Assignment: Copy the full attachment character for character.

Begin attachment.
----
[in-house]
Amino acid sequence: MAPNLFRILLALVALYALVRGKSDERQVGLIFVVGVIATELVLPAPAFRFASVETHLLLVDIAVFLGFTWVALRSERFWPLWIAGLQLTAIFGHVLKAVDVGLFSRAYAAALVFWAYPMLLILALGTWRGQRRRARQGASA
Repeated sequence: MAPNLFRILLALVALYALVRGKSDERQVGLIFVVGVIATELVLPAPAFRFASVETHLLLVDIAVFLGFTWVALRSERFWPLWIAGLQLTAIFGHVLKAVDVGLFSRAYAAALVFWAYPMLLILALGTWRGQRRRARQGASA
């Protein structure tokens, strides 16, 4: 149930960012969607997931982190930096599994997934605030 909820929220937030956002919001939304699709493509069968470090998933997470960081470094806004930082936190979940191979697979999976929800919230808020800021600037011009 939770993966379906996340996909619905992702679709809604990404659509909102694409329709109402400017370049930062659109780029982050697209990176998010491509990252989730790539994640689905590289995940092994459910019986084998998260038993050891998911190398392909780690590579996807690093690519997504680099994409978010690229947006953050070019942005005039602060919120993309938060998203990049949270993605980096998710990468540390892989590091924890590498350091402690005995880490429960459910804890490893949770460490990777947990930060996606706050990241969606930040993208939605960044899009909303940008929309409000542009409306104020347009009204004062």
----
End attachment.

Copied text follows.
[in-house]
Amino acid sequence: MAPNLFRILLALVALYALVRGKSDERQVGLIFVVGVIATELVLPAPAFRFASVETHLLLVDIAVFLGFTWVALRSERFWPLWIAGLQLTAIFGHVLKAVDVGLFSRAYAAALVFWAYPMLLILALGTWRGQRRRARQGASA
Repeated sequence: MAPNLFRILLALVALYALVRGKSDERQVGLIFVVGVIATELVLPAPAFRFASVETHLLLVDIAVFLGFTWVALRSERFWPLWIAGLQLTAIFGHVLKAVDVGLFSRAYAAALVFWAYPMLLILALGTWRGQRRRARQGASA
């Protein structure tokens, strides 16, 4: 149930960012969607997931982190930096599994997934605030 909820929220937030956002919001939304699709493509069968470090998933997470960081470094806004930082936190979940191979697979999976929800919230808020800021600037011009 939770993966379906996340996909619905992702679709809604990404659509909102694409329709109402400017370049930062659109780029982050697209990176998010491509990252989730790539994640689905590289995940092994459910019986084998998260038993050891998911190398392909780690590579996807690093690519997504680099994409978010690229947006953050070019942005005039602060919120993309938060998203990049949270993605980096998710990468540390892989590091924890590498350091402690005995880490429960459910804890490893949770460490990777947990930060996606706050990241969606930040993208939605960044899009909303940008929309409000542009409306104020347009009204004062």